print('voltage left', avg_voltage_curve_integral_0)
print('voltage right', avg_voltage_curve_integral_1)

avg_temperature_surface_integral_2 = assemble_scalar(form(temp * ds(inj_current_surface, domain=mesh))) / assemble_scalar(form(1 * ds(inj_current_surface, domain=mesh)))
print(avg_temperature_surface_integral_2,'Temperature of current injection contact (K)')
avg_temperature_surface_integral_3 = assemble_scalar(form(temp * ds(out_current_surface, domain=mesh))) / assemble_scalar(form(1 * ds(out_current_surface, domain=mesh)))
print(avg_temperature_surface_integral_3,'Temperature of current outjection contact (K)')
print('Computed generated Joule heat through the whole volume: ', str(assemble_scalar(form(dot(rho * J_vector, J_vector) * dx))) + ' W.')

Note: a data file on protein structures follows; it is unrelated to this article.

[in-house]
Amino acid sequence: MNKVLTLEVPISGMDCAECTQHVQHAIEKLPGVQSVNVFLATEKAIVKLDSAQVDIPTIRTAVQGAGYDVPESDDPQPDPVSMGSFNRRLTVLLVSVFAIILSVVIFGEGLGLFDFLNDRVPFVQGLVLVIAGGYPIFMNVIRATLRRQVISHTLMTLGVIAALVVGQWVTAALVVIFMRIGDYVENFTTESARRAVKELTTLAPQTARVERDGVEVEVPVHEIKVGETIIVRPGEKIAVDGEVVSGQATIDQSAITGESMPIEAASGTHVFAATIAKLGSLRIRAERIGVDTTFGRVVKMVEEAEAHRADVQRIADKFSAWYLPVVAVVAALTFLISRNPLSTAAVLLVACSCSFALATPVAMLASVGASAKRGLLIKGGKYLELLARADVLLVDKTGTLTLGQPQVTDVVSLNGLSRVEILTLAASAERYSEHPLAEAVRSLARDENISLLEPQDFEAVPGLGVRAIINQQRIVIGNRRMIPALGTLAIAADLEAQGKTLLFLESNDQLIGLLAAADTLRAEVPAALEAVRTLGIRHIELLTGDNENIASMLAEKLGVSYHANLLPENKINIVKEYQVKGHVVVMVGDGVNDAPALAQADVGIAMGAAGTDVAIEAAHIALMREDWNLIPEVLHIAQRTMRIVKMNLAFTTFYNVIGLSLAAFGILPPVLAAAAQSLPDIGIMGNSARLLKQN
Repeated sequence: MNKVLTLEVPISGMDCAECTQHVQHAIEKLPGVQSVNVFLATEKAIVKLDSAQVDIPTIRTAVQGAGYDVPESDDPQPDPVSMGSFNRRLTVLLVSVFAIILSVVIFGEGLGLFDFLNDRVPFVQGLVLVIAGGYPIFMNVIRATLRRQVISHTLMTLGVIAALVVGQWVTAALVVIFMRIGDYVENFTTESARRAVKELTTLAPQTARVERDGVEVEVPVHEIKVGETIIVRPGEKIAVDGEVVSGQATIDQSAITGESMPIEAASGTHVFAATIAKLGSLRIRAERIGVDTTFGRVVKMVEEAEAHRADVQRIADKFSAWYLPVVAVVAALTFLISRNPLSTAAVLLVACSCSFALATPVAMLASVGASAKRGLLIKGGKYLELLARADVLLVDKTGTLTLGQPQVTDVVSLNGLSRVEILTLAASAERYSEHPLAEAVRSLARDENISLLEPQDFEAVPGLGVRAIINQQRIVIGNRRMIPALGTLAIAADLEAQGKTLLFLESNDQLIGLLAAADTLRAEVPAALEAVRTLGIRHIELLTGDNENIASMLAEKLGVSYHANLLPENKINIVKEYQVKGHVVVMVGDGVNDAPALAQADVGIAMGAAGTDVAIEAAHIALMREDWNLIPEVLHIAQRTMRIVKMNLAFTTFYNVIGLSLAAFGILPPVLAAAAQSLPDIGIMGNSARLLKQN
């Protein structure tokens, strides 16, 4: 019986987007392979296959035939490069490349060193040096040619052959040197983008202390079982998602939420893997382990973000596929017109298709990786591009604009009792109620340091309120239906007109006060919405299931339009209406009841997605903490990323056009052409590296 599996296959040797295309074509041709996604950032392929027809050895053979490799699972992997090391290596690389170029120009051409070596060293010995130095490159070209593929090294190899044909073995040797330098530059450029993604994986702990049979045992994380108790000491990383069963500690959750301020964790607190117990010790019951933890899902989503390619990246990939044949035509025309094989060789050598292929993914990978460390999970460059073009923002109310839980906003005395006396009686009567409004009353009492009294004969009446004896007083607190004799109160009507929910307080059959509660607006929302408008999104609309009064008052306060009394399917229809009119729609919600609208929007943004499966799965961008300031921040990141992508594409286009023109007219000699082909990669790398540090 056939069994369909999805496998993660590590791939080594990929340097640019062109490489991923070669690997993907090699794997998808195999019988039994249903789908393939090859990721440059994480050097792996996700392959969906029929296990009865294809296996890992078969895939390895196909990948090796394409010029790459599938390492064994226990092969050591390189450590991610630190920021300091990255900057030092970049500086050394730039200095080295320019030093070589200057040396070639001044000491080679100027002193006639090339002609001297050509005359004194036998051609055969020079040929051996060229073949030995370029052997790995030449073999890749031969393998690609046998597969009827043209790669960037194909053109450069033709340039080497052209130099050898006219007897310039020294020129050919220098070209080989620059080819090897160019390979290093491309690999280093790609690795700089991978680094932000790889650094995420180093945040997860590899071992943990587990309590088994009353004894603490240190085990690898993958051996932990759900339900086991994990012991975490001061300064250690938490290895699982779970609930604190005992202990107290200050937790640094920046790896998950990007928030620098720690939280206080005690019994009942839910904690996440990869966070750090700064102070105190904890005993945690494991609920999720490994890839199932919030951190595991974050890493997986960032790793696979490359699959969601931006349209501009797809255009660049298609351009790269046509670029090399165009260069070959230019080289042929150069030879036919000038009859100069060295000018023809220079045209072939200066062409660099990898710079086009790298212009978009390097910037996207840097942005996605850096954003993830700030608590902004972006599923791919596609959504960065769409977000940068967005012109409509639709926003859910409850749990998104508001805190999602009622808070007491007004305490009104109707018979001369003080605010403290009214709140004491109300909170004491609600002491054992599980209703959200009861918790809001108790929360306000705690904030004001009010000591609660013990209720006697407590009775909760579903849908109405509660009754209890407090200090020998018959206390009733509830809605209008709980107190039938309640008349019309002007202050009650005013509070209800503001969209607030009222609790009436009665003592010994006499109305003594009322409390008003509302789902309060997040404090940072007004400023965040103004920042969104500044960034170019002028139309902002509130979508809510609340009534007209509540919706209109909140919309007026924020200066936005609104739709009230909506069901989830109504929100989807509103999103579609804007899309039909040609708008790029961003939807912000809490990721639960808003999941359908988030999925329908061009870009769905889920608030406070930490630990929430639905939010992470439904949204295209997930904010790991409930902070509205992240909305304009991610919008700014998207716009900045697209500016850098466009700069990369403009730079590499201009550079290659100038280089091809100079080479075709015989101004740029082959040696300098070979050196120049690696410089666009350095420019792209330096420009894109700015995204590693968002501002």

# Need to interpolate E_field on some vector space. Because it wouldn't be continuous otherwise.
W = VectorFunctionSpace(mesh, ("DG", 1))
E_field = Function(W)
E_field.interpolate(E_field_expr)

# Check the current density.
W_current = VectorFunctionSpace(mesh, ("DG", 1))
Je = Function(W_current)
Je_expr = Expression(-sigma * grad(TempVolt.sub(1)) - sigma * Seebeck_coeff * grad(TempVolt.sub(0)), W_current.element.interpolation_points())
Je.interpolate(Je_expr)

# Check the heat flux.
W_heat_flux = VectorFunctionSpace(mesh, ("DG", 1))
JQ = Function(W_heat_flux)
JQ_expr = Expression(-kappa * grad(TempVolt.sub(0)) + Seebeck_coeff * TempVolt.sub(0) * Je, W_heat_flux.element.interpolation_points())
JQ.interpolate(JQ_expr)

# Check the temperature gradient, which is the "hot to cold" direction.